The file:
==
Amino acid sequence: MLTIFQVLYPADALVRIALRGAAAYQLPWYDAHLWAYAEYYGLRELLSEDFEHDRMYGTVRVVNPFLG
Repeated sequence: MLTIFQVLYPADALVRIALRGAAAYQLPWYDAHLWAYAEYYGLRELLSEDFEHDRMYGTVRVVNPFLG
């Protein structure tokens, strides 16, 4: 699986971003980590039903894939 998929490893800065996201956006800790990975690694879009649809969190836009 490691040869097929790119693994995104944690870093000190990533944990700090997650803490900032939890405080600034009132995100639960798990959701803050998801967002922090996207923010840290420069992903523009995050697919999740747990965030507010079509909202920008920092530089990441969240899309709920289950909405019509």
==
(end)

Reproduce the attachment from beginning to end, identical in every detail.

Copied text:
Amino acid sequence: MLTIFQVLYPADALVRIALRGAAAYQLPWYDAHLWAYAEYYGLRELLSEDFEHDRMYGTVRVVNPFLG
Repeated sequence: MLTIFQVLYPADALVRIALRGAAAYQLPWYDAHLWAYAEYYGLRELLSEDFEHDRMYGTVRVVNPFLG
């Protein structure tokens, strides 16, 4: 699986971003980590039903894939 998929490893800065996201956006800790990975690694879009649809969190836009 490691040869097929790119693994995104944690870093000190990533944990700090997650803490900032939890405080600034009132995100639960798990959701803050998801967002922090996207923010840290420069992903523009995050697919999740747990965030507010079509909202920008920092530089990441969240899309709920289950909405019509």